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36 Validation of the Arabic Version of the InterSePT Scale for Suicidal Thinking (ISST) among the Arab Population in Qatar

Authors: S. Hammoudeh, S. Ghuloum, A. Abdelhakam, A. AlMujalli, M. Opler, Y. Hani, A. Yehya, S. Mari, R. Elsherbiny, Z. Mahfoud, H. Al-Amin


Introduction: Suicidal ideation and attempts are very common in patients with schizophrenia and still contributes to the high mortality in this population. The InterSePT Scale for Suicidal Thinking (ISST) is a validated tool used to assess suicidal ideation in patients with schizophrenia. This research aims to validate the Arabic version of the ISST among the Arabs residing in Qatar. Methods: Patients diagnosed with schizophrenia were recruited from the department of Psychiatry, Rumailah Hospital, Doha, Qatar. Healthy controls were recruited from the primary health care centers in Doha, Qatar. The validation procedures including professional and expert translation, pilot survey and back translation of the ISST were implemented. Diagnosis of schizophrenia was confirmed using the validated Arabic version of Mini International Neuropsychiatric Interview (MINI 6, module K) for schizophrenia. The gold standard was the module B on suicidality from MINI 6 also. This module was administered by a rater who was blinded to the results of ISST. Results: Our sample (n=199) was composed of 98 patients diagnosed with schizophrenia (age 36.03 ± 9.88 years; M/F is 2/1) and 101 healthy participants (age 35.01 ± 8.23 years; M/F is 1/2). Among patients with schizophrenia: 26.5% were married, 17.3% had a college degree, 28.6% were employed, 9% had committed suicide once, and 4.4% had more than 4 suicide attempts. Among the control group: 77.2% were married, 57.4% had a college degree, and 99% were employed. The mean score on the ISST was 2.36 ± 3.97 vs. 0.47 ± 1.44 for the schizophrenia and control groups, respectively. The overall Cronbach’s alpha was 0.91. Conclusions: This is the first study in the Arab world to validate the ISST in an Arabic-based population. The psychometric properties indicate that the Arabic version of the ISST is a valid tool to assess the severity of suicidal ideation in Arabic speaking patients diagnosed with schizophrenia.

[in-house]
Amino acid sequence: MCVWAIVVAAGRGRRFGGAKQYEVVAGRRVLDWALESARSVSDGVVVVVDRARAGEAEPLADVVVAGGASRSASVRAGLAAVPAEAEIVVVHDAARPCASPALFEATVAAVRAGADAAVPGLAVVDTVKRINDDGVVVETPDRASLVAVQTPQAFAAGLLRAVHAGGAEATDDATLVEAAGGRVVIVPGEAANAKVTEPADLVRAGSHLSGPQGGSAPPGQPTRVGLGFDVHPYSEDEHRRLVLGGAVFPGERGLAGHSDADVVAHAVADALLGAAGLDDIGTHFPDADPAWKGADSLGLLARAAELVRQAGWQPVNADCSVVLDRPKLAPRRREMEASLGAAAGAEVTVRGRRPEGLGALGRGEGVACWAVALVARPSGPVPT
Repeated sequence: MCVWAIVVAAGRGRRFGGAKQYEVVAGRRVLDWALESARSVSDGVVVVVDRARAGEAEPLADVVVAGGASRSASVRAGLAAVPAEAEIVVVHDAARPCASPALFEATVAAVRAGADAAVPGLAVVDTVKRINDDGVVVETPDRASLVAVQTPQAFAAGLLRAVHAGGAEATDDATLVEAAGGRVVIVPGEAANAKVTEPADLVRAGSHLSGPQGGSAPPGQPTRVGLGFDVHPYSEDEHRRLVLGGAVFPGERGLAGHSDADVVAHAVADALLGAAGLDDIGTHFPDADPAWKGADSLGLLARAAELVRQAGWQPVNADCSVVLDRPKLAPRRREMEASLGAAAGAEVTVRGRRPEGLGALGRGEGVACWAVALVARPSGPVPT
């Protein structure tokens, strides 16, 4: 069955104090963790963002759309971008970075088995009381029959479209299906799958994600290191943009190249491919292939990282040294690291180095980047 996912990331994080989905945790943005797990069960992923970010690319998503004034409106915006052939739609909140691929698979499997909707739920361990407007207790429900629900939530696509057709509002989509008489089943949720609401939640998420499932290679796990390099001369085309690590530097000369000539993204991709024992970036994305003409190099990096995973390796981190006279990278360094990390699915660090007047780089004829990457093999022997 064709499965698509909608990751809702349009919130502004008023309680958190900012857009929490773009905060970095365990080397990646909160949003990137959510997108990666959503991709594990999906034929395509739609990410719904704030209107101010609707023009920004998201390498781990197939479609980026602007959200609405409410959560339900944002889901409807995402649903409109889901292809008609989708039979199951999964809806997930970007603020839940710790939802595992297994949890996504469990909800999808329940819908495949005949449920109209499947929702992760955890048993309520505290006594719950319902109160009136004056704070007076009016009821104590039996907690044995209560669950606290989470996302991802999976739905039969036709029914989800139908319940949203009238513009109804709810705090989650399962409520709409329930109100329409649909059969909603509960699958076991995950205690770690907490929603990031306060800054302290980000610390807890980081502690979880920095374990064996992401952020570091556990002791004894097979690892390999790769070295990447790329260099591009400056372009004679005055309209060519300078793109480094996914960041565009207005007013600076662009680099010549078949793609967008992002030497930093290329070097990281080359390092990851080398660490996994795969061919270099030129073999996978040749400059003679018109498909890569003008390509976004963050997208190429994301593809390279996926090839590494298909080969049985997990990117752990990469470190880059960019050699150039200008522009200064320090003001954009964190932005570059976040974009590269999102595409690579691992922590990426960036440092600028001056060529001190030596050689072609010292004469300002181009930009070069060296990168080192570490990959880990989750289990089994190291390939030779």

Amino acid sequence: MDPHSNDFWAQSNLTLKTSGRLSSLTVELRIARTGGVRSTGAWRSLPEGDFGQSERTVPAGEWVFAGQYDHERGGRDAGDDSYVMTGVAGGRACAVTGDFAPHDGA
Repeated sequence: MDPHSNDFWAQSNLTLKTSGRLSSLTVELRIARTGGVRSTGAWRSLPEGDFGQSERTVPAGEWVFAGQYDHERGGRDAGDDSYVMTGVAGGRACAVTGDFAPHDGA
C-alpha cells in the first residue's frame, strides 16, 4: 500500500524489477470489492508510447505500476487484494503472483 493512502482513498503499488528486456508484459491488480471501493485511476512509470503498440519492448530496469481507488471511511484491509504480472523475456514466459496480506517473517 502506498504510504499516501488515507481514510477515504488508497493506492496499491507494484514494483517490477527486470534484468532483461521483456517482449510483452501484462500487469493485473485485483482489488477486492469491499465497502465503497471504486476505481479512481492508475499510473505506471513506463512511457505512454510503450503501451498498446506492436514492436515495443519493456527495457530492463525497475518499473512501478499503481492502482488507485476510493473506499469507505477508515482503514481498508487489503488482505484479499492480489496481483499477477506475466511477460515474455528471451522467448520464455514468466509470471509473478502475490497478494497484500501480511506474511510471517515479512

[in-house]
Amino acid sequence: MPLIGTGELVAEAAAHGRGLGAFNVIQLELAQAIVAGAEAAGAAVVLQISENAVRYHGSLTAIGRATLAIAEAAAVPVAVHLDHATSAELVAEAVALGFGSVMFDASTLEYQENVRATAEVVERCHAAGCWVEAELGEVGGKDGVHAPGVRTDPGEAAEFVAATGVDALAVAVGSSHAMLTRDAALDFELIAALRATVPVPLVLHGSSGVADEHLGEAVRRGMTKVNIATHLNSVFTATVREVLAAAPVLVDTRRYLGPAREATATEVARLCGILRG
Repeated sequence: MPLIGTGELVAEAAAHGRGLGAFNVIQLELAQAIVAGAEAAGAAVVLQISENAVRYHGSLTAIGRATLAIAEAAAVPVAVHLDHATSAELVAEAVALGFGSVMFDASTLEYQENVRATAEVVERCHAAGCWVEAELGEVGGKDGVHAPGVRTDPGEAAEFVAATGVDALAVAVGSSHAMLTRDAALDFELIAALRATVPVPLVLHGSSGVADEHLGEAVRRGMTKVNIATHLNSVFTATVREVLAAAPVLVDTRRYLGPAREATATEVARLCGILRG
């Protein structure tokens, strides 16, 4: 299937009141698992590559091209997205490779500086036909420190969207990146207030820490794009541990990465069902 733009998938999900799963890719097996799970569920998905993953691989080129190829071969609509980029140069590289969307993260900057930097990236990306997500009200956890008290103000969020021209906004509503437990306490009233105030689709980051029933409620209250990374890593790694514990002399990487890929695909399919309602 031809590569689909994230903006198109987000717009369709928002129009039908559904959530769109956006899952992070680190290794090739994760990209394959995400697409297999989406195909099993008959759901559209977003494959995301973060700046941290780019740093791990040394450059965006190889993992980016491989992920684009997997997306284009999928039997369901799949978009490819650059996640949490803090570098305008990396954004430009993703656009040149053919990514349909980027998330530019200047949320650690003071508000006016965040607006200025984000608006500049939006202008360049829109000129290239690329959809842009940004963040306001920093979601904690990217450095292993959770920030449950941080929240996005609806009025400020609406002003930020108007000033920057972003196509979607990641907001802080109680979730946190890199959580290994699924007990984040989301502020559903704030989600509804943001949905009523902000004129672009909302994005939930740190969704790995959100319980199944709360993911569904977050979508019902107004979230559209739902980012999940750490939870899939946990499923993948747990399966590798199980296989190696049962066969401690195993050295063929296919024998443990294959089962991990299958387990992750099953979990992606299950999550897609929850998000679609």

Keywords: Schizophrenia, Mental Health, Suicide, Qatar

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35 Validation of the Arabic Version of the Positive and Negative Syndrome Scale (PANSS)

Authors: Arij Yehya, Suhaila Ghuloum, Abdlmoneim Abdulhakam, Azza Al-Mujalli, Mark Opler, Samer Hammoudeh, Yahya Hani, Sundus Mari, Reem Elsherbiny, Ziyad Mahfoud, Hassen Al-Amin


Introduction: The Positive and Negative Syndrome Scale (PANSS) is a valid instrument developed by Kay and colleagues6 to assess symptoms of patients with schizophrenia. It consists of 30 items that factor the symptoms into three subscales: positive, negative and general psychopathology. This scale has been translated and validated in several languages. Objective: This study aims to determine the validity and psychometric properties of the Arabic version of the PANSS. Methods: A standardized translation and cultural adaptation method was adopted. Patients diagnosed with schizophrenia (n=98), according to psychiatrist’s diagnosis based on DSM-IV criteria, were recruited from the Psychiatry Department at Rumailah Hospital, Qatar. A first rater confirmed the diagnosis using the Arabic version of Mini International Neuropsychiatric Interview (MINI 6). A second and independent rater-administered the Arabic version of PANSS. Also, a control group (n=101), with no history of psychiatric disorder was recruited from the family and friends of the patients and from primary health care centers in Qatar. Results: There were more males than females in our sample of patients with schizophrenia (68.9% and 31.6%, respectively). On the other hand, in the control group the number of females outweighed that of males (58.4% and 41.6% respectively). The scale had a good internal consistency with Cronbach’s alpha 0.91. There was a significant difference between the scores on the three subscales of the PANSS. Patients with schizophrenia scored significantly higher (p<.0001) than the control subjects on subscales for positive symptoms 20.01(SD=7.21) and 7.30(SD=1.38), negative symptoms 18.89(SD=8.88) and 7.37(SD=2.38) and general psychopathology 34.41 (SD=11.56) and 16.93 (SD=3.93), respectively. Factor analysis and ROC curve were carried out to further test the psychometrics of the scale. Conclusions: The Arabic version of PANSS is a reliable and valid tool to assess both positive and negative symptoms of patients with schizophrenia in a balanced manner. In addition to providing the Arab population with a standardized tool to monitor symptoms of schizophrenia, this version provides a gateway to compare the prevalence of positive and negative symptoms in the Arab world which can be compared to others done elsewhere.

Keywords: Diagnosis, Schizophrenia, Validation, Assessment, Arabic version

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34 Improving Our Understanding of the in vivo Modelling of Psychotic Disorders

Authors: Zsanett Bahor, Cristina Nunes-Fonseca, Gillian L. Currie, Emily S. Sena, Lindsay D.G. Thomson, Malcolm R. Macleod